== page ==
Munganyinka Melaine & Murebwayire Marie Claire


Munganyinka Melaine lived in a time when girls were restricted to house duties, no education, and general strictness which boys were not subject to. Girls would stay home and make butter, weave, and take care of kids. Women could have fun too, but it all took place within the strict confines of the old Rwandan culture and way of life.

Urayeneza Sauda & Mugwaneza Noella


In the days of Mugwaneza Noella’s grandparents, children remained naked until they were the age of 10, at which point they would be clothed with dressed skin leather. Mugwaneza Noella and her aunt, Urayeneza Sauda, discuss the differences between the past and present culture and how it has affected the youth of today.

“Did your mother never help you or tell your brother to help you? Could your brothers plead for you so that you may go to school?” Mugwaneza Noella

Uwamahoro Ernestine & Uwimana Deogratias


Uwimana Deogratias is curious about the level of education in Rwanda, and he hopes his elder, Uwamahoro Ernestine, can give him more knowledge on the topic. He was concerned with how uneducated the older generation is, so Uwamahoro Ernestine explains how difficult it was to study during her youth. Comparing the days of her youth when it was rare to see anyone pass their education to today when even those with university degrees may not be guaranteed employment, the times have changed immensely.

Ntibanyendera Elissam & Muhawenimana Genevieve


As a young woman, Muhawenimana Genevieve has burning questions concerning the way life was in the time of her elders. She invites her uncle to help her answer these questions. The Rwanda of today is far removed from the Rwanda of the past, as Muhawenimana Genevieve discovers. Families and the land they owned used to be large, and money did not even exist. Instead, life depended on one’s resources such as livestock and property. She asks about the shift in norms for boys and girls such as the issue of HIV/AIDS and rebelliousness in today’s youth.

Zimulinda Pheneas & Shingiro Remy


Full of questions concerning the history of religion in Rwanda and how Rwandan culture of the past differs from that of today, Shingiro Remy listens intently to the words of Zimulinda Pheneas, his counselor. Zimulinda Pheneas discusses the origins of churches in Rwanda, the issues of teen pregnancy and drug abuse, how children were traumatized even without going through the genocide, the effect of good parenting and community parenting, and his philosophy on education. He goes into detail on such subjects as rape, gendered violence, and prostitution.

Mukagakwaya Beatrice & Muvunyi Olivier


Muvunyi Olivier has many questions for his mother, Mukagakwaya Beatrice, about how Rwandan culture has changed since her childhood. Mukagakwaya Beatrice provides descriptions of the courtship rituals in the past, dress and behavior during weddings, and the gender norms that governed women’s lives. She tells her son that women today are not as respectful of traditional cultured or their elders. She advises young people to be peaceful and content with what they have. Muvunyi Olivier welcomes his mother’s story and wonders about these traditions in contemporary society.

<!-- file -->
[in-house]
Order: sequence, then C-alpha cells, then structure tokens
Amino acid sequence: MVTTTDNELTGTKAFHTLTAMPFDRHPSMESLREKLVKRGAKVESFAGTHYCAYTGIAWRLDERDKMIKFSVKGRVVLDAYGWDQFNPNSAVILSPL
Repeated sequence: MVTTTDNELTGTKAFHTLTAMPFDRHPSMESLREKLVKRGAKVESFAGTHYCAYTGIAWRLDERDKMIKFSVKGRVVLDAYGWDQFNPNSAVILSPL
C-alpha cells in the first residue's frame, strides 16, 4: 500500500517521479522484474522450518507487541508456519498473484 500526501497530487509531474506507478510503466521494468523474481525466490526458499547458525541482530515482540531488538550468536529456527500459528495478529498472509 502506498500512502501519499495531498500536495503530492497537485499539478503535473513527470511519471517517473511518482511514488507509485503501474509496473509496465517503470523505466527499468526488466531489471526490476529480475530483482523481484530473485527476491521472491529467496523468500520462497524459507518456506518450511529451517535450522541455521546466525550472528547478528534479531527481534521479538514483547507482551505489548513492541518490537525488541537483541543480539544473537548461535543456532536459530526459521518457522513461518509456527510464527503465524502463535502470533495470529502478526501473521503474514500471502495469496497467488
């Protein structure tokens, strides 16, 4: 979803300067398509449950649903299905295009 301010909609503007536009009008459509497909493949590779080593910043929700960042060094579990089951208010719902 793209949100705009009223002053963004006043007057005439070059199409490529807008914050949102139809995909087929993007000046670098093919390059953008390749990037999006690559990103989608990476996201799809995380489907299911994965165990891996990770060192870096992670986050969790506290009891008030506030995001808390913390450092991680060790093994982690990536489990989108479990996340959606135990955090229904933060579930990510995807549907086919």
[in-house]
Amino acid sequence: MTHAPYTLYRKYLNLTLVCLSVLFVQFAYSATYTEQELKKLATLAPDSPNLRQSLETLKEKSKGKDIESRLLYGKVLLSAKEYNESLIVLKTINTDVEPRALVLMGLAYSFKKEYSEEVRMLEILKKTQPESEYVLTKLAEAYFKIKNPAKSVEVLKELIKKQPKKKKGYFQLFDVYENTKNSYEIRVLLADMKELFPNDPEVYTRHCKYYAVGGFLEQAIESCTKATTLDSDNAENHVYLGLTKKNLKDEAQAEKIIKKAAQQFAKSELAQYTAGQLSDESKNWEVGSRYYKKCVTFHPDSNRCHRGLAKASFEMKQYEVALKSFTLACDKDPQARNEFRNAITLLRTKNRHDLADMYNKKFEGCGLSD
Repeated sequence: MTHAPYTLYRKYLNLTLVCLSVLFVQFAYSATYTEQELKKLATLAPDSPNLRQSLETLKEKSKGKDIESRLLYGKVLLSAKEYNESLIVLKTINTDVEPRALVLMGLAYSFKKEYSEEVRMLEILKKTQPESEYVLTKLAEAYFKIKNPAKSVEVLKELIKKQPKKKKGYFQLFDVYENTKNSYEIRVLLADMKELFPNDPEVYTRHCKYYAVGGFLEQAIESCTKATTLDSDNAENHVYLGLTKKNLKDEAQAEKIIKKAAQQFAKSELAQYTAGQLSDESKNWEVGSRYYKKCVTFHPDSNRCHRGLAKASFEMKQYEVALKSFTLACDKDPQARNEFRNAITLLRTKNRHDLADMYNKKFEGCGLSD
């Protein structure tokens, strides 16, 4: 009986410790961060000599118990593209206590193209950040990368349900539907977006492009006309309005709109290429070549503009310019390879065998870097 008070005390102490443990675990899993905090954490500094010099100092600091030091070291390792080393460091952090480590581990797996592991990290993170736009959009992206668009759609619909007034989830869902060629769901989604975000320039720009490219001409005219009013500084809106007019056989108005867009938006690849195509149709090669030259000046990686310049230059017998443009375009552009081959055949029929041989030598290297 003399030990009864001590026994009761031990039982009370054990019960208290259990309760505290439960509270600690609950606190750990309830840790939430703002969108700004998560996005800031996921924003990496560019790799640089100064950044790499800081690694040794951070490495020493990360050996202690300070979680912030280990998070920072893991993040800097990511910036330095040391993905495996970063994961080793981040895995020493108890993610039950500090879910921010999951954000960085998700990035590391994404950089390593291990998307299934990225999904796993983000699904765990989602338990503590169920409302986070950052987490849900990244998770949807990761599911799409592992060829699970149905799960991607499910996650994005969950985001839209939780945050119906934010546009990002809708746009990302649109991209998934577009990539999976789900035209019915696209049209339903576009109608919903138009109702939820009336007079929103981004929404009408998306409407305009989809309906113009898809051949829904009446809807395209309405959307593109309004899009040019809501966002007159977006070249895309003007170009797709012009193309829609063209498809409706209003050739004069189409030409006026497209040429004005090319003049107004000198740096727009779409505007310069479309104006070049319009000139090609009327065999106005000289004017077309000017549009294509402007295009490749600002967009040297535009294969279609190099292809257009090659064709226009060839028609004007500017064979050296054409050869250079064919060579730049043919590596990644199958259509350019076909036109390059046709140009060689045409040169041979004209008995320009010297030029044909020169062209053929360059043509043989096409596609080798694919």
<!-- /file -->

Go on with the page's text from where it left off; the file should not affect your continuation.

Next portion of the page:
Kantarama Peace & Mukamana Marie Joie


Kantarama Peace’s daughter, Mukamana Marie Joie, is confused about marriage. She asks her mother, a member of a mother’s union who has helped many girls and given them advice, numerous questions. Kantarama Peace emphasizes never to give up when it comes to love, because as long as its for love, anyone can achieve success.

Ndiseguye Aloysia & Gatesi Charlotte


Ndiseguye Aloysia helps Gatesi Charlotte understand how to lead a productive and fulfilling life and reminds her to always ask for advice from older people. Ndiseguye Aloysia reminds her that children should be helped and treated with empathy rather than punished, and that being studious is the best way to avoid trouble. Importantly, boys and girls should respect each other and study together to encourage one another.

"To learn how to listen, to respect and to ask for advises, it is very good. If you are advised...you should feel that you are lucky." Ndiseguye Aloysia

Kabandana Louis & Nkusi Faustin


Kabandana Louis and Nkusi Faustin have different reasons to explain why elders and youths no longer share stories, histories, and proverbs. Yet they also discover both sides might be much more willing to talk than they thought. They discuss the growing equality for women and how important it is to remember the past even if new ways might be better. Kabandana Louis talks of female soldiers, folklore fears, and the impact technology has on Rwandese oral culture.

Pastor Ruhagararabahurga Eric & Munganyinka Daima Lydia


Pastor Ruhagararabahurg Eric describes to Munganyinka Daima Lydia how he made a fulfilling life for himself. After joining the army and fighting to protect the President, Pastor Eric realized that his true passion lies with protecting and helping others. He then became a man of God and devoted his life to helping street children find a better life in Rwanda. He describes to Daima Lydia how this journey toward faith allowed him to realize the significance of faith in reconciliation for Rwanda; forgiveness must be coupled with repentance in order to begin the healing.


SEPTEMBER 2014 - Archival Science 14 (Nos. 3-4, 2014): 275-306. Available here


OCTOBER 2014 - Founder and Director Patricia Pasick, Ph.D. has been honored as a 2014 Purpose Prize Fellow which recognizes “outstanding social innovators over aged 60 who are working to change the world by finding solutions to challenging social problems.“

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